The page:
-TimFeb 5, 2009 at 7:21 am #1475587
I'm 5'9", 180#, and fetal/side sleeper in constant rotation.
Dimensions – 55" at head, 55" at hips, then a taper to 38". Head to hips is 36" and hips to feet is 36". I'll probably extend the length to 80", but for material estimation it's good enough.
For loft I'm thinking 8 ounces in 1.5" baffles on 6" centers, based on other quilts.
I looked at Thru-Hiker but did not see any dimensions.
Under 16 ounces IS tough, especially with such "generous" dimensions. But the real question is about shell materials. What is the lightest availabe, aside from Cuben?. After that the question is sewn-thru or baffled?
PHD is doing some interesting stuff, but are to busy to do custom builds now. They do have a 41° bag at 16 oz, so I believe a quilt should be possible.
Thanks for the input.Feb 5, 2009 at 7:51 am #1475597
te – waBPL Member
Greg, maybe Tim can agree with me here: I think the width of your quilt should only match the girth of your shoulders. No more. If Tim can get by @ 300#s and a 53" quilt, why in the world are you looking for 55"? I dont know anybody who would use that big a quilt for 180#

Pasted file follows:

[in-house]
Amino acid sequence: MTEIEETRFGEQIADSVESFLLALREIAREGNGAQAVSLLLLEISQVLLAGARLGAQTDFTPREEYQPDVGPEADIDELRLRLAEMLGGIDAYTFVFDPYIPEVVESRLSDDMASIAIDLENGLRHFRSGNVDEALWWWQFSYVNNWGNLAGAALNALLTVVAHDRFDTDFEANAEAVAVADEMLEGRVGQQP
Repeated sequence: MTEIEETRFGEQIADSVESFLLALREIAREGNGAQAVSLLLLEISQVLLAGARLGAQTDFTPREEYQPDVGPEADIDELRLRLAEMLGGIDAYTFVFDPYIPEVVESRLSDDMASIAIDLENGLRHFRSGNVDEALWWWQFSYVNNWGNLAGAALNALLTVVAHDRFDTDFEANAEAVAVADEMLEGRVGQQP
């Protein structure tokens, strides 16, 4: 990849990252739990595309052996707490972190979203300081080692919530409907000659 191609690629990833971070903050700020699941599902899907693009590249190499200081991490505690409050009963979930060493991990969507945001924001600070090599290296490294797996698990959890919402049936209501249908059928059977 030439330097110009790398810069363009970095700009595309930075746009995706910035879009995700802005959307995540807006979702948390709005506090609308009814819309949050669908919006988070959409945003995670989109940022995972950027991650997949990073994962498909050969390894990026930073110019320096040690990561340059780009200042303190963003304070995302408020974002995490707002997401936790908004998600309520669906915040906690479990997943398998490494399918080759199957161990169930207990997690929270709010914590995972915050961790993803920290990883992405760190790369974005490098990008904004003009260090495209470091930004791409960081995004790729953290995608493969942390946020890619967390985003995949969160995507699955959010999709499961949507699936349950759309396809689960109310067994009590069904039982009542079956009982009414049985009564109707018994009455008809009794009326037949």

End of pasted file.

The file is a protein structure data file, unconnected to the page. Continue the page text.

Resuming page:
Also, it was rumored that one could purchase (quantum-epic?) uberlite shells but ive seen nothing available. Momentum is made for Paul (ayce) at Thru-Hiker. That is the only place to find it.
FWIW, i have a 46x46x34 quilt with 1.1 ripstop, 1.75" loft on sewn thru baffles, that weighs 12.7 ounces. I would call it a 45° rating.
One way to save weight if you are hellbent on the 55" width, fill baffles that are 48" wide and have "quilt wings" (that is unfilled nylon edging) about 6" wide each side.Feb 5, 2009 at 8:06 am #1475600
Sleeping in a fetal position requires more width below the hips. Draping a blanket over me and measuring shows 50". I'm allowing couple of inches on each side to cover the gaps.
All that said, in warm weather a narrower cut may work.
Regardless of dimension though, I'm still in search of the lightest possible fabric to build with.
12D fabric is out there somewhere…